“We had these iconic people

education. They were so accessible

took many of the same classes,

available to us who opened our

and generous with their intellect,”

and were on the ski team together.

eyes to concepts ‘outside the box’

remarked Evelyn (Fletcher)

They fell in love and married after

and honed our ‘critical thinking’

Donoviel when asked about her

their junior year. After graduating

skills—long before those phrases

Westminster experience. Both

in 1959, Steve went on to earn his

were commonplace. They didn’t

Evelyn and her husband, Steve,

PhD in psychology; and in 1966,

just teach. They encouraged us to

had many professors who left

they moved to Napa, where they

learn.” Recently, Steve and Evelyn

lasting impressions on their lives

have lived ever since. They have two

made the decision to bequeath

and hearts. They remember with

children, three grandchildren, and

a gift to Westminster College in

fondness Rosa Bird Marimon

long careers in the medical field.

their will. When asked why they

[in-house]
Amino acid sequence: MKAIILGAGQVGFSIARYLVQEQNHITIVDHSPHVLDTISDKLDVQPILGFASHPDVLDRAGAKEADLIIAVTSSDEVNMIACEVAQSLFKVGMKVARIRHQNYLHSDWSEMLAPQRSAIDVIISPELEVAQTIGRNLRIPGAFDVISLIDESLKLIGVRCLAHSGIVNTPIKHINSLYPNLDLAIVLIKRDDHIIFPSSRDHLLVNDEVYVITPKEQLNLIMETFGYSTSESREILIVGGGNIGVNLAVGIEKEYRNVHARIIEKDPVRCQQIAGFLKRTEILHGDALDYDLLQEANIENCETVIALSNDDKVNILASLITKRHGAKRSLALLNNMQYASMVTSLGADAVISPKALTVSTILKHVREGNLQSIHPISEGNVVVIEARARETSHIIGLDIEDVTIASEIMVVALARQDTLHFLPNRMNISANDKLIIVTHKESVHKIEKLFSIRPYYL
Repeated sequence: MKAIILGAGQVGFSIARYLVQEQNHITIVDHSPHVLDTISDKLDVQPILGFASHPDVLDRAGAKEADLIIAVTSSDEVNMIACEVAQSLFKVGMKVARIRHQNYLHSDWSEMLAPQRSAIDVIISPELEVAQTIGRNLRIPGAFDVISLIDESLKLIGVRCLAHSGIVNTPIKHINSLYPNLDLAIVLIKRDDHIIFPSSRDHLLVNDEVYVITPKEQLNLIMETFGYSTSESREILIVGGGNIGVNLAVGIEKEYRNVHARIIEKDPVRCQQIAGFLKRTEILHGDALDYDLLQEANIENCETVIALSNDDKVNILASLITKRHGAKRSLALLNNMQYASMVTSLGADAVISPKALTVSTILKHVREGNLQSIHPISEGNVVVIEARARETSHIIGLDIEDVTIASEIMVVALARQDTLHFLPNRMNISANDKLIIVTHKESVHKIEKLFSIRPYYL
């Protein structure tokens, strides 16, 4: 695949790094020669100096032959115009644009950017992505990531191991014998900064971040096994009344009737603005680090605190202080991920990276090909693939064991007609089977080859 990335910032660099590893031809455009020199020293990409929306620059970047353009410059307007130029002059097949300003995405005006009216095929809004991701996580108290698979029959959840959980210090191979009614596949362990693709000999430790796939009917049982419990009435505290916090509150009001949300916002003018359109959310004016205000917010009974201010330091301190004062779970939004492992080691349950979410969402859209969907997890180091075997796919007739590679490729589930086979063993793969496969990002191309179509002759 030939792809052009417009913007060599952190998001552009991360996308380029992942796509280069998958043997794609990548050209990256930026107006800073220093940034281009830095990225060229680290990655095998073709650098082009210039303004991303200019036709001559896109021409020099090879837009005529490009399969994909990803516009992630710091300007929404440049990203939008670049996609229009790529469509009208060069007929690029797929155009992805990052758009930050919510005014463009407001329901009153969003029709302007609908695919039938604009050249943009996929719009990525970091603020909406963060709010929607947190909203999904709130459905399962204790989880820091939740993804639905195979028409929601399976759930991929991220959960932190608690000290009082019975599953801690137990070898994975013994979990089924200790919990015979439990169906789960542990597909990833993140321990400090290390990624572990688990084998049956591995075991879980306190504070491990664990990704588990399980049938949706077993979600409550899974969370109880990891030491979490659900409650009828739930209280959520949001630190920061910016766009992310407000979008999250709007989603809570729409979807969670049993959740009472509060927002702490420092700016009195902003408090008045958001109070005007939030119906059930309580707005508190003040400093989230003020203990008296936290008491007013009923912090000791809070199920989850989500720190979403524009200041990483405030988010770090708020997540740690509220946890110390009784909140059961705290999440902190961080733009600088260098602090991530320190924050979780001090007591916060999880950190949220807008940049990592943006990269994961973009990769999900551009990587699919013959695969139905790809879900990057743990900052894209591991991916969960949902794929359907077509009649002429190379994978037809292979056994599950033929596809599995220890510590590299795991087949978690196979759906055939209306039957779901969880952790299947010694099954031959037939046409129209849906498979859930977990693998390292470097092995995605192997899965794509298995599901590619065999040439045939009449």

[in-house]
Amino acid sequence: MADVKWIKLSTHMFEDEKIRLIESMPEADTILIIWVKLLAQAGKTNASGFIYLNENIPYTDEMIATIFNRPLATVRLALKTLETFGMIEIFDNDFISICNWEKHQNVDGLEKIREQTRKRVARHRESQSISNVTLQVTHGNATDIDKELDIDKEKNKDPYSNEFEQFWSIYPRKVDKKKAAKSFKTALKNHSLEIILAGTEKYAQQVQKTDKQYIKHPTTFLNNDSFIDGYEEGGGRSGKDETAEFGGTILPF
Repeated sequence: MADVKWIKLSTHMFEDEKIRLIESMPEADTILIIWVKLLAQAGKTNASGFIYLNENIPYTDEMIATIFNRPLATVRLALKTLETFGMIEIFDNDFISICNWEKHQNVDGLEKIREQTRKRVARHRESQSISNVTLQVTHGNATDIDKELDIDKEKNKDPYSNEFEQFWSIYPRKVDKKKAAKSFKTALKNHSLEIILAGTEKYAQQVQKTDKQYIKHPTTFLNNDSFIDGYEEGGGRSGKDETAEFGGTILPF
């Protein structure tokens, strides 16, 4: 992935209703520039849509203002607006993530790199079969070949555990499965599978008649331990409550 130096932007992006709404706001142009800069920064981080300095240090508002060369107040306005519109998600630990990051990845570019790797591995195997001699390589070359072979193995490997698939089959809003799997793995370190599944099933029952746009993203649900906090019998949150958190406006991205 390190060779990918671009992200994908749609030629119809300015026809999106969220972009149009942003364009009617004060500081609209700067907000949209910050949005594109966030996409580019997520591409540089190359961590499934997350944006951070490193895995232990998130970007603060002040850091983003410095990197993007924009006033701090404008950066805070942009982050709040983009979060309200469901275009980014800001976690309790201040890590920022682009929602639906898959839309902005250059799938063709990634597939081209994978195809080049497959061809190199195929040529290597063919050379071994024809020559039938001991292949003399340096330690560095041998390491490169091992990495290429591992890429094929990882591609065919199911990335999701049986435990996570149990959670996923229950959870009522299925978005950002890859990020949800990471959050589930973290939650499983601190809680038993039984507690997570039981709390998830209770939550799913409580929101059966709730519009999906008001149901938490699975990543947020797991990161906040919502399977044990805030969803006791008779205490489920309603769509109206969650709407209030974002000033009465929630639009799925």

and Viola Chapman, among

Evelyn is a surgical nurse, and Steve

decided to make this gift, Evelyn

many. They enjoyed German

is a psychologist. Evelyn said, “The

stated, “We benefitted tremendously

classes with Frau Schwender,

things we learned and experienced

from our professors. We want to

who would often invite students

in those four years at Westminster

ensure Westminster always attracts

to her home where she would

were fundamental to our becoming

professors who care deeply about

serve sherry, invite dignitaries to

who we are today.”


speak, and once chaperoned a field/ski trip to Jackson Hole—a particular highlight of Steve’s

For more information, contact Kaye Stackpole at 801.832.2735, toll-free 866.832.2730, or

time at the college. 58

“It is not the strongest of species that survive, nor the most intelligent, but the ones most responsive to change.� —Charles Darwin


, 2011

Westminster College 1840 South 1300 East Salt Lake City, Utah 84105


801.484.7651 800.748.4753 Toll Free



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Commencement June 2, 2012

We will be nationally recognized as an exemplary community of learners, distinguished by our distinctive educational programs, our record of preparing graduates for success in a rapidly changing world, and our commitment to continuous improvement, effectiveness, and value.